SBOS622A July 2018 – October 2018 OPA855
The closed-loop bandwidth of a transimpedance amplifier is a function of the following:
Figure 55 shows the OPA855 configured as a TIA, with the avalanche photodiode (APD) reverse biased so that the APD cathode is tied to a large positive bias voltage. In this configuration, the APD sources current into the op amp feedback loop so that the output swings in a negative direction relative to the input common-mode voltage. To maximize the output swing in the negative direction, the OPA855 common-mode voltage is set close to the positive limit; only 1.2 V from the positive supply rail. The feedback resistance (RF) and the input capacitance (CIN) form a zero in the noise gain that results in instability if left unchecked. To counteract the effect of the zero, a pole is inserted into the noise gain transfer function by adding the feedback capacitor (CF).
The Transimpedance Considerations for High-Speed Amplifiers Application Report discusses theories and equations that show how to compensate a transimpedance amplifier for a particular transimpedance gain and input capacitance. The bandwidth and compensation equations from the application report are available in an Excel™ calculator. What You Need To Know About Transimpedance Amplifiers – Part 1 provides a link to the calculator.
The equations and calculators in the referenced application report and blog posts are used to model the bandwidth (f–3dB) and noise (IRN) performance of the OPA855 configured as a TIA. The resultant performance is shown in Figure 56 and Figure 57. The left-side Y-axis shows the closed-loop bandwidth performance, whereas the right side of the graph shows the integrated input-referred noise. The noise bandwidth to calculate IRN for a fixed RF and CPD is set equal to the f–3dB frequency. Figure 56 shows the amplifier performance as a function of photodiode capacitance (CPD) for RF = 6 kΩ and 12 kΩ. Increasing CPD decreases the closed-loop bandwidth. To maximize bandwidth, make sure to reduce any stray parasitic capacitance from the PCB. The OPA855 is designed with 0.8 pF of total input capacitance to minimize the effect of stray capacitance on system performance. Figure 57 shows the amplifier performance as a function of RF for CPD = 1.5 pF and 2.5 pF. Increasing RF results in lower bandwidth. To maximize the signal-to-noise ratio (SNR) in an optical front-end system, maximize the gain in the TIA stage. Increasing RF by a factor of X increases the signal level by X, but only increases the resistor noise contribution by √X, thereby improving SNR. Since the OPA855 is a bipolar input amplifier, increasing the feedback resistance increases the voltage offset due to the bias current and also increases the total output noise due to increased noise contributions from the amplifiers current noise.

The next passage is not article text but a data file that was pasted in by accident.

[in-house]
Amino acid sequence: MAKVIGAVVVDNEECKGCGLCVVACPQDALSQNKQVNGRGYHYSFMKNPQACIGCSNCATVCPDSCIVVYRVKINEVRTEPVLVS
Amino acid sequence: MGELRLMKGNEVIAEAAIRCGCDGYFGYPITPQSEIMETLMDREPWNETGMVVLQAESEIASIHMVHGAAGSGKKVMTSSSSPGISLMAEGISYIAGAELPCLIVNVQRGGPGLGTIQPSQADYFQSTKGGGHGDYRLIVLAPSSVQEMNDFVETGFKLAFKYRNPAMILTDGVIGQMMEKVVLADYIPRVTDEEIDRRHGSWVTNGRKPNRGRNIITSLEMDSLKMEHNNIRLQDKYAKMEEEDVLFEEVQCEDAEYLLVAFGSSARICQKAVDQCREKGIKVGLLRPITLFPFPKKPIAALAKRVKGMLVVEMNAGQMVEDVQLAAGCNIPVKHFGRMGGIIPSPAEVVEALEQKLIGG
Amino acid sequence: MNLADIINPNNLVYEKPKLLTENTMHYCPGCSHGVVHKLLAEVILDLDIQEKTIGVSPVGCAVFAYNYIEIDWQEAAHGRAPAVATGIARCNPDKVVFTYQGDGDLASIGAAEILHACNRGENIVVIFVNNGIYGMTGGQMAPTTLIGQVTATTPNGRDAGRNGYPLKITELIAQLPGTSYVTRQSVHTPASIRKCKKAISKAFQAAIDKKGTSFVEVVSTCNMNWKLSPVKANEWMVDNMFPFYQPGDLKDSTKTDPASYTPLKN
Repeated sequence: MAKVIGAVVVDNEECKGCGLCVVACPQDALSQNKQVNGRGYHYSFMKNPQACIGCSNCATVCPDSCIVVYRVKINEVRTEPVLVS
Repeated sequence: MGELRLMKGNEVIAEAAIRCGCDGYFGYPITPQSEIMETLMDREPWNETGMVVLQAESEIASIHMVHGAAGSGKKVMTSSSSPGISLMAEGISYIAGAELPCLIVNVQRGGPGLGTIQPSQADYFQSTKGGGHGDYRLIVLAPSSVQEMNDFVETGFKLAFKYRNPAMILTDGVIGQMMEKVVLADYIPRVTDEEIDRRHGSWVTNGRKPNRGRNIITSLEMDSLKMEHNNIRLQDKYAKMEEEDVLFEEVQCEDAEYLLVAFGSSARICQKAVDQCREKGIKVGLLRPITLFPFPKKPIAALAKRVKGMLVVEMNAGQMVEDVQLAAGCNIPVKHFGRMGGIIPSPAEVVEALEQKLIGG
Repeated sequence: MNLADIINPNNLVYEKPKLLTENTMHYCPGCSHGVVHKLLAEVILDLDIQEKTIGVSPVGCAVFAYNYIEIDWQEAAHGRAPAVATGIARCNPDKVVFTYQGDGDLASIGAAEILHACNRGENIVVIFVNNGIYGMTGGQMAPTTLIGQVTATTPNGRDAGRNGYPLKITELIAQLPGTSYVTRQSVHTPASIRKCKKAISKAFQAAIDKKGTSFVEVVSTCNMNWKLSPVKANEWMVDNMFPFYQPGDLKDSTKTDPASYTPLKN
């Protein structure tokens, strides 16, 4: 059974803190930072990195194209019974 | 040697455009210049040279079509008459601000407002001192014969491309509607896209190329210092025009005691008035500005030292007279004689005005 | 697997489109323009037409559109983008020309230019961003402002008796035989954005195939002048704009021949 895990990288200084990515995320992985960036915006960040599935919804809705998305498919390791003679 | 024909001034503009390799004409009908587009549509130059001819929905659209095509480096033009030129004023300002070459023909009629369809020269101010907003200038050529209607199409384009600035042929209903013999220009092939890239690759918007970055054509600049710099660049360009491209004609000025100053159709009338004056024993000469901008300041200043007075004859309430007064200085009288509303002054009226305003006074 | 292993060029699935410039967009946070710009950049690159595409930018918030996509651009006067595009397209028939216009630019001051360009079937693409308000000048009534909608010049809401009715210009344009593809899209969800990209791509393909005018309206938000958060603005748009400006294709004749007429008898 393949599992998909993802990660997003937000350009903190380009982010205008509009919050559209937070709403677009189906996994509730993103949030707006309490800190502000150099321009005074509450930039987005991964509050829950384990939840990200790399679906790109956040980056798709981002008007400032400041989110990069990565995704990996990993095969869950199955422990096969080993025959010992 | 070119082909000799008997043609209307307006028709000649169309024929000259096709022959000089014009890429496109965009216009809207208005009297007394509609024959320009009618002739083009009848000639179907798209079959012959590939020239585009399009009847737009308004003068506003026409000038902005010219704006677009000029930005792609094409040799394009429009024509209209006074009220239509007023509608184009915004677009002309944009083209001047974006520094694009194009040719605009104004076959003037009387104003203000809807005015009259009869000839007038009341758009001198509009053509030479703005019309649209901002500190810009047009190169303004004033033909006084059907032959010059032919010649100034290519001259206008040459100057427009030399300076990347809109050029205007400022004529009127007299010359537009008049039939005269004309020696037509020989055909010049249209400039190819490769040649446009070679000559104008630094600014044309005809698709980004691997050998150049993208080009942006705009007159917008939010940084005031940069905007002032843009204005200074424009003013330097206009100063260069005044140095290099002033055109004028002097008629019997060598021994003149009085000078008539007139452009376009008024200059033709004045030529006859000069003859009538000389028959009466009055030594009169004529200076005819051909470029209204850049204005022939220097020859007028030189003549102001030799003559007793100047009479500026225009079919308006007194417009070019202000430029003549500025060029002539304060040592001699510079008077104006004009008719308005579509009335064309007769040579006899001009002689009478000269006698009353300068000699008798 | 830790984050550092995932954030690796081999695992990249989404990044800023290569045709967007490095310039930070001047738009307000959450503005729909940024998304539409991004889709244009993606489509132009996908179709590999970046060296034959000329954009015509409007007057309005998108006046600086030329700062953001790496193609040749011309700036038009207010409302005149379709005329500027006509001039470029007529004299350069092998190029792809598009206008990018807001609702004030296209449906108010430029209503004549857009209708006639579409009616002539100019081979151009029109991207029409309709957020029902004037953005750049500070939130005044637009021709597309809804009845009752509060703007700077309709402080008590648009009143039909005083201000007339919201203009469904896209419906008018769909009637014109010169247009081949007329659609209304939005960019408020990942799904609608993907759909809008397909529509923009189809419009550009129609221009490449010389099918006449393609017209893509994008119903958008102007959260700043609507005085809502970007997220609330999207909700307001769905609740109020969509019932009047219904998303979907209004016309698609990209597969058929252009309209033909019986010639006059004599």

The OPA859 configured as a unity-gain buffer drives a dc offset voltage of 3.25 V into the lower half of the THS4520. To maximize the dynamic range of the ADC, the OPA855 and OPA859 drive a differential common-mode of 3.8 V and 3.25 V respectively into the THS4520. The dc offset voltage of the buffer amplifier can be derived using Equation 1.
The low-pass filter between the THS4520 and the ADC54J64 minimizes high-frequency noise and maximizes SNR. The ADC54J64 has an internal buffer that isolates the output of the THS4520 from the ADC sampling-capacitor input, so a traditional charge bucket filter is not required.